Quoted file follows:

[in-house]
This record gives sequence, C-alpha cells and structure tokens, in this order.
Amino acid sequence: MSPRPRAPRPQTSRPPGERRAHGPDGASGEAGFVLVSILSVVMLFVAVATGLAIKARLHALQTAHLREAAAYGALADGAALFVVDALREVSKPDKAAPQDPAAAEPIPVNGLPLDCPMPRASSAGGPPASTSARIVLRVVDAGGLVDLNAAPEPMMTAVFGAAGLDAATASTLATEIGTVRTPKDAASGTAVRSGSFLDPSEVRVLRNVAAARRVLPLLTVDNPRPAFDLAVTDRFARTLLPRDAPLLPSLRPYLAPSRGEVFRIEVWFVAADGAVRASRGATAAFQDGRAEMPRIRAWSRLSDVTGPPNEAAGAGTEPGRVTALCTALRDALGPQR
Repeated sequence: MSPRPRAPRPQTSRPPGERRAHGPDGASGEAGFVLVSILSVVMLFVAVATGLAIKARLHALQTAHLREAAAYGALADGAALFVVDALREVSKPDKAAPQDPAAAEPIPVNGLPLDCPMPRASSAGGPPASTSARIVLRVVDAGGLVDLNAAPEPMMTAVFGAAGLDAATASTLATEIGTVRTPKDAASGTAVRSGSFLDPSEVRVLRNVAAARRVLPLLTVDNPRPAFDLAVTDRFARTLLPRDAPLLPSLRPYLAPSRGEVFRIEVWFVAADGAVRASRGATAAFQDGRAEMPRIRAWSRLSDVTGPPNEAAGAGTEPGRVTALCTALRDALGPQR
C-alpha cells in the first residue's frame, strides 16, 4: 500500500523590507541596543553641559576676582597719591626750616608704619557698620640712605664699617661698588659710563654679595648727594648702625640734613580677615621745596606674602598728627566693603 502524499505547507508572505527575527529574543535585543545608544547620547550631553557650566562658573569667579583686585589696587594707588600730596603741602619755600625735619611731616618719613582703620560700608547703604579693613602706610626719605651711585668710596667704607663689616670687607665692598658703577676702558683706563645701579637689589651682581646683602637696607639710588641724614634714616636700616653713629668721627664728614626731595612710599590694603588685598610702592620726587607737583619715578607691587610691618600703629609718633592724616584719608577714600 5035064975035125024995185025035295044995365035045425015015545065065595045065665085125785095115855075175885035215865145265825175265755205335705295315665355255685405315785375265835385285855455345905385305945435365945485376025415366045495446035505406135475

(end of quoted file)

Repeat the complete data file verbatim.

[in-house]
This record gives sequence, C-alpha cells and structure tokens, in this order.
Amino acid sequence: MSPRPRAPRPQTSRPPGERRAHGPDGASGEAGFVLVSILSVVMLFVAVATGLAIKARLHALQTAHLREAAAYGALADGAALFVVDALREVSKPDKAAPQDPAAAEPIPVNGLPLDCPMPRASSAGGPPASTSARIVLRVVDAGGLVDLNAAPEPMMTAVFGAAGLDAATASTLATEIGTVRTPKDAASGTAVRSGSFLDPSEVRVLRNVAAARRVLPLLTVDNPRPAFDLAVTDRFARTLLPRDAPLLPSLRPYLAPSRGEVFRIEVWFVAADGAVRASRGATAAFQDGRAEMPRIRAWSRLSDVTGPPNEAAGAGTEPGRVTALCTALRDALGPQR
Repeated sequence: MSPRPRAPRPQTSRPPGERRAHGPDGASGEAGFVLVSILSVVMLFVAVATGLAIKARLHALQTAHLREAAAYGALADGAALFVVDALREVSKPDKAAPQDPAAAEPIPVNGLPLDCPMPRASSAGGPPASTSARIVLRVVDAGGLVDLNAAPEPMMTAVFGAAGLDAATASTLATEIGTVRTPKDAASGTAVRSGSFLDPSEVRVLRNVAAARRVLPLLTVDNPRPAFDLAVTDRFARTLLPRDAPLLPSLRPYLAPSRGEVFRIEVWFVAADGAVRASRGATAAFQDGRAEMPRIRAWSRLSDVTGPPNEAAGAGTEPGRVTALCTALRDALGPQR
C-alpha cells in the first residue's frame, strides 16, 4: 500500500523590507541596543553641559576676582597719591626750616608704619557698620640712605664699617661698588659710563654679595648727594648702625640734613580677615621745596606674602598728627566693603 502524499505547507508572505527575527529574543535585543545608544547620547550631553557650566562658573569667579583686585589696587594707588600730596603741602619755600625735619611731616618719613582703620560700608547703604579693613602706610626719605651711585668710596667704607663689616670687607665692598658703577676702558683706563645701579637689589651682581646683602637696607639710588641724614634714616636700616653713629668721627664728614626731595612710599590694603588685598610702592620726587607737583619715578607691587610691618600703629609718633592724616584719608577714600 5035064975035125024995185025035295044995365035045425015015545065065595045065665085125785095115855075175885035215865145265825175265755205335705295315665355255685405315785375265835385285855455345905385305945435365945485376025415366045495446035505406135475